74 Interview — Former Secretary of Education Margaret Spellings Implores Federal Leaders to Unite: ‘You’ve Got to Bring People Together Before You Can Start Solving Problems’

Margaret Spellings has been a senior aide at the White House, a college president, and secretary of education for President George W. Bush from 2005 to 2009. She’s been in the middle of crises, from 9/11 to the mass shooting at Virginia Tech and the aftermath of Hurricane Katrina.

Though not a Texan by birth, Spellings is certainly one by temperament and commitment. Now leading Texas 2036, a data-driven policy effort pegged to the state’s bicentennial, her work and life have been upended by coronavirus.

We talked with Spellings about coronavirus and best- and worst-case scenarios, what businesses should do to help schools, her advice for U.S. Secretary of Education Betsy DeVos and, most importantly in the Lone Star State, will there be high school football in the fall?

Here’s Spellings in her own words. The interview has been lightly edited for clarity.

What are you seeing in response to coronavirus, both in Texas and nationally?

I think the first lesson is, people are really understanding the importance of our public schools and our colleges and universities as so much a fabric of our American life. They make America work, literally and figuratively. Mom and dad can’t go to their jobs without a safe, secure and nurturing place for their children, and I think we’re seeing the great value in our schools, and in the best ways.

This is exposing incredible unevenness and inequity in our systems that were there the day before the lockdowns happened, but are really acutely surfaced now, in terms of broadband or device ubiquity, teacher preparedness and all of that.

I think the good is that we’re learning a lot. There’s lots of experiments going on. We’re seeing innovation proliferate everywhere, from wacky-seeming things that are working — people going to parking lots for hotspots — and teachers driving by to make students feel connected.

What are some trends or things happening that are worrying you?

One of the things I’m really worried about is that we cannot get out of the habit of measuring students and their progress. Totally get and completely support the fact that, no, we can’t have high-stakes accountability assessments this year, this spring. But if I ruled the world, two things would happen.

One, we would start school much earlier. We’d make the 2021 school year 200 days, 210 days, not 180, 170 or 165, like we have around this country. We’d make the school year longer. Summer school, to me, connotes something that’s a little bit optional, maybe a little bit disconnected from the academic year. So we’d put more time on-task, and we would administer those standardized assessments in the early fall, in the first six weeks or so, so we can really find out where our students are. How much learning loss has there been?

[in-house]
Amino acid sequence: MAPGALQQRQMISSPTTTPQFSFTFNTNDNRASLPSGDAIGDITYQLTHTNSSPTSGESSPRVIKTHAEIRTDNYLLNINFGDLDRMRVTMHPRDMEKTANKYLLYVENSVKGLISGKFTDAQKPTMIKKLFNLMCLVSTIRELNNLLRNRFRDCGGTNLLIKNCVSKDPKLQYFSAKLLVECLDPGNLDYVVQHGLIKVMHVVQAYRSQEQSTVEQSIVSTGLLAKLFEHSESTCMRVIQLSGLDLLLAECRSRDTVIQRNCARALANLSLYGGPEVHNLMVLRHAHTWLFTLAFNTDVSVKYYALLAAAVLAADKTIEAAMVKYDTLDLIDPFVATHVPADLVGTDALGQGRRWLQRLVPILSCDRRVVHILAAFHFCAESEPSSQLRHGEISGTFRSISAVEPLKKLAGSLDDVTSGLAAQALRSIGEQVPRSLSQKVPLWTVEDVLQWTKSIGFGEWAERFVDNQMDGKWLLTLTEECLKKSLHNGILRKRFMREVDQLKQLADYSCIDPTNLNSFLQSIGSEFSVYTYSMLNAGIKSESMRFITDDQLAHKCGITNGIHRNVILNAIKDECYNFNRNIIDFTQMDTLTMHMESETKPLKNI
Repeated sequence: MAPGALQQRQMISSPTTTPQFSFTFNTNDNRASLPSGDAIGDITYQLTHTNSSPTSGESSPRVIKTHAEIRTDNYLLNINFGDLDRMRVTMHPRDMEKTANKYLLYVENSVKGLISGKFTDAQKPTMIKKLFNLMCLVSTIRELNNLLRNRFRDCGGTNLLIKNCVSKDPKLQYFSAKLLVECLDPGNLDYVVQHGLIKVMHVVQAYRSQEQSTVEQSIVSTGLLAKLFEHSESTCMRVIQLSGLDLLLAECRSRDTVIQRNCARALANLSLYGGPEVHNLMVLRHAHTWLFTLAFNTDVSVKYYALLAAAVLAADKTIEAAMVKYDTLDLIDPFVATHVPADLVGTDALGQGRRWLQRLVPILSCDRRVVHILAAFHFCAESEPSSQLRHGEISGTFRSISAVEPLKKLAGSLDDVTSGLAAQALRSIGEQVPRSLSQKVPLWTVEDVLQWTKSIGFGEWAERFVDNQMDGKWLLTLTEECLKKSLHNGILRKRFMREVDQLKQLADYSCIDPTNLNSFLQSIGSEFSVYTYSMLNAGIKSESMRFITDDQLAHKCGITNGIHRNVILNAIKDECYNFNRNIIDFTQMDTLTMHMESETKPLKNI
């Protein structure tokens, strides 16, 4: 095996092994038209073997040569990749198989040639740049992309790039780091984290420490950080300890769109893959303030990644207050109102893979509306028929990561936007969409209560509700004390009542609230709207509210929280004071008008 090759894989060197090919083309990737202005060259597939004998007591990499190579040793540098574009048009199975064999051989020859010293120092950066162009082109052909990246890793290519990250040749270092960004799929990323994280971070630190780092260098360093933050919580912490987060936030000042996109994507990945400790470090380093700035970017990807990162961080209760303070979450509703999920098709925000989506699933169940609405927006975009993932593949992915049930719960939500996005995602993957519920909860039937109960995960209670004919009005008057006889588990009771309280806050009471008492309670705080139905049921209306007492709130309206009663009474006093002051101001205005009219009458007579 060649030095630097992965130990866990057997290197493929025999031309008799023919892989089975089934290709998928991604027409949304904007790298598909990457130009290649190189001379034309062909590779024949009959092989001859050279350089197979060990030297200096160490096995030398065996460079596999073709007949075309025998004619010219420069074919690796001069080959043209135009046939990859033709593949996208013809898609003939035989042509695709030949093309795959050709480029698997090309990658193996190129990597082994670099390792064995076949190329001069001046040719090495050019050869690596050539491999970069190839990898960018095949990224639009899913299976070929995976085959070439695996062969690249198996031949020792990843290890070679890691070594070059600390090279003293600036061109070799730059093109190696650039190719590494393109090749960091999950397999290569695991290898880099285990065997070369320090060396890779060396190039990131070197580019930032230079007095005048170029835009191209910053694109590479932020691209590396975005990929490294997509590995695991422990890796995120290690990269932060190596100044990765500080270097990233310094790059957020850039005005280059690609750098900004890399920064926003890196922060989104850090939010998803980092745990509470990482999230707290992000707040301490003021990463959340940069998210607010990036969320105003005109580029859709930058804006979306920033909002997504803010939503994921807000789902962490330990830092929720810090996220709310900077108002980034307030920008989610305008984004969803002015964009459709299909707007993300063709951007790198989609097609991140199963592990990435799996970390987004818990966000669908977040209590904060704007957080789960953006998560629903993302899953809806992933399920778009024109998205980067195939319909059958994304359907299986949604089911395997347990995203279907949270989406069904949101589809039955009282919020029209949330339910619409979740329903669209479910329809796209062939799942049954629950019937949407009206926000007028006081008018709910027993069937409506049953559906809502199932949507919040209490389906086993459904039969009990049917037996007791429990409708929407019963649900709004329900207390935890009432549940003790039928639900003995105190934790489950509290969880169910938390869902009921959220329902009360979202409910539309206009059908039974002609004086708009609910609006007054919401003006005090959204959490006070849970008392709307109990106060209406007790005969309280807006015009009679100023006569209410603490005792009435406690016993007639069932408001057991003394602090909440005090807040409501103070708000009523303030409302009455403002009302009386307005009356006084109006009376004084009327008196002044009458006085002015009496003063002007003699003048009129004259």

We cannot be simultaneously running around, saying, “We need tests, we need tests,” when it comes to health care, to understand the picture of where we are, and then go blind on finding out where our students are. So I don’t want to get out of the habit of understanding our achievement gaps, understanding where we are and working on the problem.

The other thing I’m encouraged about, we can embed assessment in technology that’s more progress-monitoring, that’s more instant feedback for our teachers. But we sure do need to find out how our students are doing so we can get them the resources and help they need.

All these ideas presuppose some sort of functioning politics, where things get done. People we’re seeing now that are coming into state capitals, that are protesting they want the government reopened. It seems like it has a feel of a fledgling sort of Tea Party movement. Is this just fringe stuff we’ll have forgotten about in a couple of weeks, or is this the beginning of a movement that we should pay attention to, politically?

We should absolutely pay attention to it. At Texas 2036, I like to say we’re building civic demand for responsible, long-term, data-based thinking. What I’ve seen, the reason that President [Bill] Clinton and President [George W.] Bush were able to pass education reform laws and make them stick, President [Barack] Obama likewise, is because you had the civil rights community and the business community essentially pushing in the same general direction and keeping it together. The wheels have come off a bit, and we have got to continue to build that civic demand for long-term, data-based thinking. That’s where the business community has to come to the table aggressively.

Do you see the business community as being able to step up on education at a time when they have so much else on their plate with what’s happening in the economy?

Absolutely, because so much of this issue is about workforce and dislocation. Here we are in Texas, with the oil and gas industry in a major transition phase, with tens or hundreds of thousands of people who are potentially going to be dislocated.

There’s also, to the bright side, a real resurgence in talk about American manufacturing and supply chains not wanting to be so vulnerable to others and so forth. So there’s some real opportunities as well, and the key will be how well do we develop our people, our human capital to fit into that new, modern workplace around health care, around data, around cyber, around manufacturing and the like?

My bumper sticker is “Make every high school a community college.” Let’s give every single student the opportunity to get a meaningful post-secondary, two-year credential while they’re in high school. Let’s bring Muhammad to the mountain and build that capacity where they are. Let’s stop talking about filling out the FAFSA and obviate the need for it by building that capacity in our high schools, just like we’ve done with Advanced Placement and International Baccalaureate, at that end of the spectrum.

Just when you think it can’t get any weirder, now we’re having public service announcements not to drink bleach. How do we get to a new normal, given this circus in Washington and particularly in the West Wing?